Uzbek food is a recent addition to the local scene that has not yet achieved the cultural cachet of, say, Japanese cuisine in the 1980s or Thai in the '90s. But it may be only a matter of time. Combining elements of several cuisines, including Russian, Middle Eastern and East Asian, Uzbek cooking is simultaneously exotic and familiar, a fusion born of geography rather than self-conscious recombination.
So we were pretty psyched to learn that a new Uzbek restaurant, Café Diyor, had opened Downtown on a formerly moribund segment of Smithfield Street, right by the bridge, where an astonishing profusion of foreign restaurants has sprung up seemingly overnight.
Café Diyor has not so much transformed the interior of the former bar in which it's located as attempted to cover every inch of it. Lavish velvet tapestries adorn the walls, patterned scrims are draped from the tin ceiling and even the booth seats have been covered with colorful fabric. The effect could be evocative of the Silk Road, perhaps, if the lighting were a little dimmer.
The menu doesn't reveal much about the dishes besides their ingredients, but phonemic affinities allowed us to guess at relationships between some of them and their derivations. For instance, a dish of salted and spiced cabbage, carrots and pickles, called chim-chi, seemed sure to have some resemblance to Korean kimchee; shashlik was another form of shish kebab; non, like Indian naan, was a kind of bread; and manti, steamed dumplings, adapted the Chinese dumpling tradition to the farm products of Uzbekistan, primarily mutton and lamb.
- Photo by Heather Mull
- Manti lamb dumplings, lagman soup and samsa meat pastry
Though barely mentioned on the menu, a unifying principle in Uzbek food preparation is dill. Almost without exception, every dish at Café Diyor was heavily sprinkled with this potent herb, to the point of obscuring differences. Chuchvara dumplings were much smaller than the manti, more like Russian pelmeni. But it took careful tasting to distinguish them by anything but size and sauce. The key differences were that the manti, stuffed with distinct pieces of diced lamb, were dotted with tomato sauce, while the chuchvara, filled with plump little lumps of ground meat, were served with firm, sour cream-like yogurt. We're a dumpling-loving people, but neither version captured our ardor.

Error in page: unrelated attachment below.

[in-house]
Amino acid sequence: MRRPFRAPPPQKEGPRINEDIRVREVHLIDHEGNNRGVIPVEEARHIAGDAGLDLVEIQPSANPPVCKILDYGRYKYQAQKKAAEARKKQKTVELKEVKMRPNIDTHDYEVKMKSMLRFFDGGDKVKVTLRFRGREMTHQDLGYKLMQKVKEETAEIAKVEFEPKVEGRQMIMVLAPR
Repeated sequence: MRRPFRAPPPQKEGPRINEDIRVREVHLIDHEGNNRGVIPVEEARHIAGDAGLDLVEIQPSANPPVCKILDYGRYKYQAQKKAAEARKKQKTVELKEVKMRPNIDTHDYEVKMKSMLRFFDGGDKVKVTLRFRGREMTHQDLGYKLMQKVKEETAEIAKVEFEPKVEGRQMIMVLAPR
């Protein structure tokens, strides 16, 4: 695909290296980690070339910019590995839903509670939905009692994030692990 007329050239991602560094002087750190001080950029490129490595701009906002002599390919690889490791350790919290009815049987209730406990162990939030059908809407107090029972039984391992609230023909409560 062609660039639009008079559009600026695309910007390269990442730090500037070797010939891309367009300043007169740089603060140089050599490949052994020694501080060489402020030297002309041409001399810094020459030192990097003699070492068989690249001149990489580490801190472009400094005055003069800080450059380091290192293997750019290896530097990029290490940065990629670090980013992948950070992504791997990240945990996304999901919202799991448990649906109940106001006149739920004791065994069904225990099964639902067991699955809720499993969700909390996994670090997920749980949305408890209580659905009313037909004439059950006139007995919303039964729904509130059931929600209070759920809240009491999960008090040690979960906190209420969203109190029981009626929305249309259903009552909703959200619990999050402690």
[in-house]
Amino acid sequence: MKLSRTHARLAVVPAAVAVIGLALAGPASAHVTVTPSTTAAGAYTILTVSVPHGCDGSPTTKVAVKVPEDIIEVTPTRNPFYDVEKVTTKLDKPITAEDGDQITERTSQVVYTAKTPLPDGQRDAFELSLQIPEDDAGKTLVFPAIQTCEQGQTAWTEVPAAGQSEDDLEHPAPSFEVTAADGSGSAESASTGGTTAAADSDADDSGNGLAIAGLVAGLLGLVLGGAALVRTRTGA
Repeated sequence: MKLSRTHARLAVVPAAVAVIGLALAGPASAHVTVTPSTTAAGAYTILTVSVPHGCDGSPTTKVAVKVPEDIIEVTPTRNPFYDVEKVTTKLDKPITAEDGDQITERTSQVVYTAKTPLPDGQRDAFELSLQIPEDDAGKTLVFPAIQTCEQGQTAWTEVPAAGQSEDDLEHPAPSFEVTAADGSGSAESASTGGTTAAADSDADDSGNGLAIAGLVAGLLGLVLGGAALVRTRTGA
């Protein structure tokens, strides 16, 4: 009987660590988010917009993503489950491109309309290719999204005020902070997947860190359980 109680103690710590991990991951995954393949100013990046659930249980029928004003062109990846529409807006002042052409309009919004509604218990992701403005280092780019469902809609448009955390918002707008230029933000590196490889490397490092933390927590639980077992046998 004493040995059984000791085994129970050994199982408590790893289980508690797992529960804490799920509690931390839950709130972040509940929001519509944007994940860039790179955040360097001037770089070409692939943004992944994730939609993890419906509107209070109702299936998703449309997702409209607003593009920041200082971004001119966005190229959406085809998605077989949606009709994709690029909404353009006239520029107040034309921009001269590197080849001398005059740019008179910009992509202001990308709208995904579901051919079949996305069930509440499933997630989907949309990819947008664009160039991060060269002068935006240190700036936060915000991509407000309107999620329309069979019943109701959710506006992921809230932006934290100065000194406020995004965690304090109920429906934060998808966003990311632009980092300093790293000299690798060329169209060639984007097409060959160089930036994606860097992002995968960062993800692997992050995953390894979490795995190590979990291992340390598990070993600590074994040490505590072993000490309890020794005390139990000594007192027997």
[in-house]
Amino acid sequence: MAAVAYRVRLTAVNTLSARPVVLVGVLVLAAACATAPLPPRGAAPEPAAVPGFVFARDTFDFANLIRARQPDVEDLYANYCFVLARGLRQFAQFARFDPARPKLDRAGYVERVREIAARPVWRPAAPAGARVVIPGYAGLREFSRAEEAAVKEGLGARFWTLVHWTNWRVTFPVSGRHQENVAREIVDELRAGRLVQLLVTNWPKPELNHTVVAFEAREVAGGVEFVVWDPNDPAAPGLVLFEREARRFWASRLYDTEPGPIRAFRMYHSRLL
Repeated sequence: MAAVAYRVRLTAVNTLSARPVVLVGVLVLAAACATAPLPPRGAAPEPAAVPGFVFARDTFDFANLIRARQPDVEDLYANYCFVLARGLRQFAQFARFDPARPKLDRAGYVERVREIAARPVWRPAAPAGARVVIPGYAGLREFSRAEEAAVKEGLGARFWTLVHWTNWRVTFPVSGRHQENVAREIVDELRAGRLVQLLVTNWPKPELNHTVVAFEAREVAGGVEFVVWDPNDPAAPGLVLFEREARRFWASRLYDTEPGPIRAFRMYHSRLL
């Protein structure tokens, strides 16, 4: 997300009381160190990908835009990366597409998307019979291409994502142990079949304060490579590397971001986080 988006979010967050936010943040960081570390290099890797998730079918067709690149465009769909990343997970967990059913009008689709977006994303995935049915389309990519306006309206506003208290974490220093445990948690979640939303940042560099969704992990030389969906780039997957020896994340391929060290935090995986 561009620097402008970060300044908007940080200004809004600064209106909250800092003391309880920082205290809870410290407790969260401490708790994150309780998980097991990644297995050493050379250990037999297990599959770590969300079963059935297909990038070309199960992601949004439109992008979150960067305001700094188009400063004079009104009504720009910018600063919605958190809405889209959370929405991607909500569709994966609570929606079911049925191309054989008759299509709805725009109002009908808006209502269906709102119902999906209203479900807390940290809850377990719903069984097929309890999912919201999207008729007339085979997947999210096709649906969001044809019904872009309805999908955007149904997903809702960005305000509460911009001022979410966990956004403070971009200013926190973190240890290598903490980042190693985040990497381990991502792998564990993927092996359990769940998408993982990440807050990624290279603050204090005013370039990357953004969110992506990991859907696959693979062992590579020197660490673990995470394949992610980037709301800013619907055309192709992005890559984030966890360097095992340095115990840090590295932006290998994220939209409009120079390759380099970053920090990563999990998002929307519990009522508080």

Tashkent salad was another story. Angelique, who skews more veggie-centric than Jason, in particular felt she could have eaten this, and this alone, for her entire meal and been satisfied. To be clear, it was not a vegetarian dish; little bits of diced beef tongue added substance and savor to a lively mix of peppery radishes and crispy fried onions, their pungency just tamed by cooking but not totally subdued into sweetness. The entire salad was coated in a white, creamy dressing whose subtle tang kept it perfectly in balance with the blend of other flavors.
Lagman soup reeled us in with the promise of hand-spun noodles, and these were good, with a slightly rustic variation in thickness and texture. It was devilishly difficult to manage them with a soup spoon, however, and the soup's thin broth didn't really deliver the promised "Asian spices." Some bits of cubed lamb were tender, but others were tough.
Chalagach, described as lamb ribs but actually four little chops, was well cooked and tastily rubbed with seasonings. It was the "seasoned potato," actually super-salty French fries, that kept this plate from being an unqualified success. The same fries — promisingly dark, yet inexplicably limp — came with tabaka, a fried chicken leg described, in a rare nod to context, as being cooked according to a recipe from the small city of Yangiyul. We appreciated the name-check, but we hope that the good people of Yangiyul are not doomed to chicken that is this salty, dried-out and tough.
Beef shashlik was also on the tough side, though not inedibly so, and not overcooked. Shashliks of veal liver and lulya — ground pork and veal — sounded intriguing, but unavailable on the night we were there.
A round of non bread was the final disappointment. Instead of the oil-glossed, sesame-studded crust and steaming, tender, airy interior that has had us swooning over this bread in the past, we received a flavorless basket of something that more resembled American-style Italian bread, unevenly heated through as though it had been hastily popped in the microwave.
A couple dishes at Café Diyor — tashkent salad, chalagach — were excellent, and others had features, like the hand-spun noodles, that showed promise. It's a promise the entire menu needs to live up to if Café Diyor is to help launch Uzbekistan's beguiling cuisine into Pittsburgh's mainstream.